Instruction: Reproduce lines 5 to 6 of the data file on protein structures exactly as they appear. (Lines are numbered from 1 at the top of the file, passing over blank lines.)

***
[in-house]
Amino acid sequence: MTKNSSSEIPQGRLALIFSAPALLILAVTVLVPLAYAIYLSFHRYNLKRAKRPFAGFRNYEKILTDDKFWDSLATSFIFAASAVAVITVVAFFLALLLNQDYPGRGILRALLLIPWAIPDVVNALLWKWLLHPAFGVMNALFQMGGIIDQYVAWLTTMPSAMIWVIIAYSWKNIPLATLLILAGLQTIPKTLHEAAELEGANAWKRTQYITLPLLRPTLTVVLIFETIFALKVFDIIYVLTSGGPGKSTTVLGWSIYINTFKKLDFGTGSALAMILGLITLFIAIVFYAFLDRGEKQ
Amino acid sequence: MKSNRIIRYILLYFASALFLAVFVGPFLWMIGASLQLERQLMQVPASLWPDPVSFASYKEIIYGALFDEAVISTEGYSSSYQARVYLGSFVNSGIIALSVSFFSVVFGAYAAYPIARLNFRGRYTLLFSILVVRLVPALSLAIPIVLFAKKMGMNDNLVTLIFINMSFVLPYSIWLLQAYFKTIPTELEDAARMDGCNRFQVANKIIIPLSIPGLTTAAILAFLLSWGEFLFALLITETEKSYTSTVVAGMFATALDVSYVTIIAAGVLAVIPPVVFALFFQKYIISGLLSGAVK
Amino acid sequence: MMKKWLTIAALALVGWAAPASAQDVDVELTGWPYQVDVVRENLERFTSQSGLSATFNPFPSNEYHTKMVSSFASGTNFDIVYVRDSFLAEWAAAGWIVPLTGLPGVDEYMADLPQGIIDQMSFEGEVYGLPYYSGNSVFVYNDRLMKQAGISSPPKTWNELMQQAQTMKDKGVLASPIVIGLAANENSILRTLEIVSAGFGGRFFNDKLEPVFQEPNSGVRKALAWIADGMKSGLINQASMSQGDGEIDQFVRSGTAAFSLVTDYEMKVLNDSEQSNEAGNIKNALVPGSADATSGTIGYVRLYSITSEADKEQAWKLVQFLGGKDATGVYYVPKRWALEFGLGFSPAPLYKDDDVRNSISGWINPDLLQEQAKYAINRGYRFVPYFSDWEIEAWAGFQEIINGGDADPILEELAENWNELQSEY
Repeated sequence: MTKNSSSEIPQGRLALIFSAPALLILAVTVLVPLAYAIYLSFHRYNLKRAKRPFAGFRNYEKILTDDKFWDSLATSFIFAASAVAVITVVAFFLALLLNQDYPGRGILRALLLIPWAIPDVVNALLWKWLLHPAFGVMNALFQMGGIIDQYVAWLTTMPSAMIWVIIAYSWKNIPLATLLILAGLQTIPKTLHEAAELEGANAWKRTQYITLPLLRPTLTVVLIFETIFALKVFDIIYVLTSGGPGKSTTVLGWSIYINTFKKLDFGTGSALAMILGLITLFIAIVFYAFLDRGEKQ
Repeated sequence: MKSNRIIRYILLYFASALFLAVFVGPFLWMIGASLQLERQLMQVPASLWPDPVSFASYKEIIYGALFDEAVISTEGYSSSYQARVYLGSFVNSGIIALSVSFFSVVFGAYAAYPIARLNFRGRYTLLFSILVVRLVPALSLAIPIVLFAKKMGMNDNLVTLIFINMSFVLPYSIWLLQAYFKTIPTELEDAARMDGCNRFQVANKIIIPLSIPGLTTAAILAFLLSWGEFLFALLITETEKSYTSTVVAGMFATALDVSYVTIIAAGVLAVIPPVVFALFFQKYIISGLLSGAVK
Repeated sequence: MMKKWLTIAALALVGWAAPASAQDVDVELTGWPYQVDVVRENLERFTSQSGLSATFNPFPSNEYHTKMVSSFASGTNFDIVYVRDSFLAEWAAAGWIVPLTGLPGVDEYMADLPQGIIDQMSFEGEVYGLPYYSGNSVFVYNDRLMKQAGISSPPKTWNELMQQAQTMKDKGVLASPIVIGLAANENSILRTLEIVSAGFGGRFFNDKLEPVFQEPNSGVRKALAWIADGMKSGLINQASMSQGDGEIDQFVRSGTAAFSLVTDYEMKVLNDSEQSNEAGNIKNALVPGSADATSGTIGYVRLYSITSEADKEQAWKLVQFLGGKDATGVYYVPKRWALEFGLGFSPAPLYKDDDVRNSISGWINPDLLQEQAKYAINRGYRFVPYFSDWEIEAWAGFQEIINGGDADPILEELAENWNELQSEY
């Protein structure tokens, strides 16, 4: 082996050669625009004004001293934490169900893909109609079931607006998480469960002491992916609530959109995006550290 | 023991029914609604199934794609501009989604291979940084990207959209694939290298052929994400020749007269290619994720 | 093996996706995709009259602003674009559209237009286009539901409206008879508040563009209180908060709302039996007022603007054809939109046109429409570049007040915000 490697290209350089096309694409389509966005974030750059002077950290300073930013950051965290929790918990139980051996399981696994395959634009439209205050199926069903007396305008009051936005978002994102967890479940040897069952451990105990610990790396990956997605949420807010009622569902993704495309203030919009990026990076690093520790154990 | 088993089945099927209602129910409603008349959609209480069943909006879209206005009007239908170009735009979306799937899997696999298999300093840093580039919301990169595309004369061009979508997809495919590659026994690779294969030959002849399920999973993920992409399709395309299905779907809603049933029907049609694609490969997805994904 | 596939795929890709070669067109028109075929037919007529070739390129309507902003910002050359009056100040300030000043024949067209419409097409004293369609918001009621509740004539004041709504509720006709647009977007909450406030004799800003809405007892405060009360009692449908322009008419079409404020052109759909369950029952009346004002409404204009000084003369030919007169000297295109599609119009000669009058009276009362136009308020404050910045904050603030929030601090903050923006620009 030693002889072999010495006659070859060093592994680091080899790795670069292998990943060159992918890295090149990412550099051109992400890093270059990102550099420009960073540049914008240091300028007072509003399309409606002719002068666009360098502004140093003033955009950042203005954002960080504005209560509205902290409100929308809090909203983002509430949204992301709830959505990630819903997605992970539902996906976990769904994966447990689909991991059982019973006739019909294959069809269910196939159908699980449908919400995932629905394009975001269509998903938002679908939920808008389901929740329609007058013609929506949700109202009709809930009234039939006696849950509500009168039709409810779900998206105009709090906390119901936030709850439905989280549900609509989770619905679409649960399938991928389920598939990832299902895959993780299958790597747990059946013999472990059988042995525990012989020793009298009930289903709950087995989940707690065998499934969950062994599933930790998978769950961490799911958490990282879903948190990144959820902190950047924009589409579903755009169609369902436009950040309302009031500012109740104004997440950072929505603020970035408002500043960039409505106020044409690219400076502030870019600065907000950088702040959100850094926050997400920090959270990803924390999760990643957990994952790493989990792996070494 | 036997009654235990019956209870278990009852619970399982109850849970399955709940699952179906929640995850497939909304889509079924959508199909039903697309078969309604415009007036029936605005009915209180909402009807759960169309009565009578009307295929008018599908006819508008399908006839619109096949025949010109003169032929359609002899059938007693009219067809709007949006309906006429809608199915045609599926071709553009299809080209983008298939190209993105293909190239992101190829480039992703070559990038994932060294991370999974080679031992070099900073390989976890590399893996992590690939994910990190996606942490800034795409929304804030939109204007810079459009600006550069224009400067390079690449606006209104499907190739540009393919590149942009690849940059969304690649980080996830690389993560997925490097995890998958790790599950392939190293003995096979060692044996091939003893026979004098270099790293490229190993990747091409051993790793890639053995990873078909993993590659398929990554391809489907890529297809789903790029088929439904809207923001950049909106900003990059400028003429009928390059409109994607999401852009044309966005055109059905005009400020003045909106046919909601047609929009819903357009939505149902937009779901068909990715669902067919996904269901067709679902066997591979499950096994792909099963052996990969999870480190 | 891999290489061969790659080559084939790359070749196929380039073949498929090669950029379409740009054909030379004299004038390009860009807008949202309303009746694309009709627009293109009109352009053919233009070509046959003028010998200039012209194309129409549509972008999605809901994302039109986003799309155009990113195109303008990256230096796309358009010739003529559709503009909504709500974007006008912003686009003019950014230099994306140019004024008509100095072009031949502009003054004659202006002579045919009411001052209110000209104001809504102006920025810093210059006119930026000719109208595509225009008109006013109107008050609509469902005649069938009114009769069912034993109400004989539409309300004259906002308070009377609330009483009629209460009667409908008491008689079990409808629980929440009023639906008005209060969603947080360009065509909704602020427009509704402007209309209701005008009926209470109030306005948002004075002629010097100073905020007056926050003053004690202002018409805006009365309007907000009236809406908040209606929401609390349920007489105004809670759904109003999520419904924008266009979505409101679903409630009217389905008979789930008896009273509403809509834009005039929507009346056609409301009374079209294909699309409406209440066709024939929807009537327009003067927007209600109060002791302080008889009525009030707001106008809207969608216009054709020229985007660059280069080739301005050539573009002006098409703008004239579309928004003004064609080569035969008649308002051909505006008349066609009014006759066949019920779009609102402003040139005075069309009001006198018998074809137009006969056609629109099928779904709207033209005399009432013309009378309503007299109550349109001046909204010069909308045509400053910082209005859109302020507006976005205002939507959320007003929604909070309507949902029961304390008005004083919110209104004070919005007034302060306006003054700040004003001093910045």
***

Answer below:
Repeated sequence: MTKNSSSEIPQGRLALIFSAPALLILAVTVLVPLAYAIYLSFHRYNLKRAKRPFAGFRNYEKILTDDKFWDSLATSFIFAASAVAVITVVAFFLALLLNQDYPGRGILRALLLIPWAIPDVVNALLWKWLLHPAFGVMNALFQMGGIIDQYVAWLTTMPSAMIWVIIAYSWKNIPLATLLILAGLQTIPKTLHEAAELEGANAWKRTQYITLPLLRPTLTVVLIFETIFALKVFDIIYVLTSGGPGKSTTVLGWSIYINTFKKLDFGTGSALAMILGLITLFIAIVFYAFLDRGEKQ
Repeated sequence: MKSNRIIRYILLYFASALFLAVFVGPFLWMIGASLQLERQLMQVPASLWPDPVSFASYKEIIYGALFDEAVISTEGYSSSYQARVYLGSFVNSGIIALSVSFFSVVFGAYAAYPIARLNFRGRYTLLFSILVVRLVPALSLAIPIVLFAKKMGMNDNLVTLIFINMSFVLPYSIWLLQAYFKTIPTELEDAARMDGCNRFQVANKIIIPLSIPGLTTAAILAFLLSWGEFLFALLITETEKSYTSTVVAGMFATALDVSYVTIIAAGVLAVIPPVVFALFFQKYIISGLLSGAVK